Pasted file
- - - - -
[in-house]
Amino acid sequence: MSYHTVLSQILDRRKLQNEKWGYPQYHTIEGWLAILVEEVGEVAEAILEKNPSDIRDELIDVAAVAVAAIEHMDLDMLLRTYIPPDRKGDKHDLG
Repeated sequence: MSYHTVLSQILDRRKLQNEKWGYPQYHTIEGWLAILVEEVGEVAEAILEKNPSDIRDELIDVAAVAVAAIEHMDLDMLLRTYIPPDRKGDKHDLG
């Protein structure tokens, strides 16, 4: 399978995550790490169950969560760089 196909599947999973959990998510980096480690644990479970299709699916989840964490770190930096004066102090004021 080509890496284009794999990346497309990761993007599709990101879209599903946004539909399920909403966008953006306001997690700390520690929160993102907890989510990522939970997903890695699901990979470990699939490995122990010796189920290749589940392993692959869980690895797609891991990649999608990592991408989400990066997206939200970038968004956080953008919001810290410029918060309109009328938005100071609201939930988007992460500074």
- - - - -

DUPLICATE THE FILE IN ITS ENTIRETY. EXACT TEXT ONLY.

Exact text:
[in-house]
Amino acid sequence: MSYHTVLSQILDRRKLQNEKWGYPQYHTIEGWLAILVEEVGEVAEAILEKNPSDIRDELIDVAAVAVAAIEHMDLDMLLRTYIPPDRKGDKHDLG
Repeated sequence: MSYHTVLSQILDRRKLQNEKWGYPQYHTIEGWLAILVEEVGEVAEAILEKNPSDIRDELIDVAAVAVAAIEHMDLDMLLRTYIPPDRKGDKHDLG
């Protein structure tokens, strides 16, 4: 399978995550790490169950969560760089 196909599947999973959990998510980096480690644990479970299709699916989840964490770190930096004066102090004021 080509890496284009794999990346497309990761993007599709990101879209599903946004539909399920909403966008953006306001997690700390520690929160993102907890989510990522939970997903890695699901990979470990699939490995122990010796189920290749589940392993692959869980690895797609891991990649999608990592991408989400990066997206939200970038968004956080953008919001810290410029918060309109009328938005100071609201939930988007992460500074």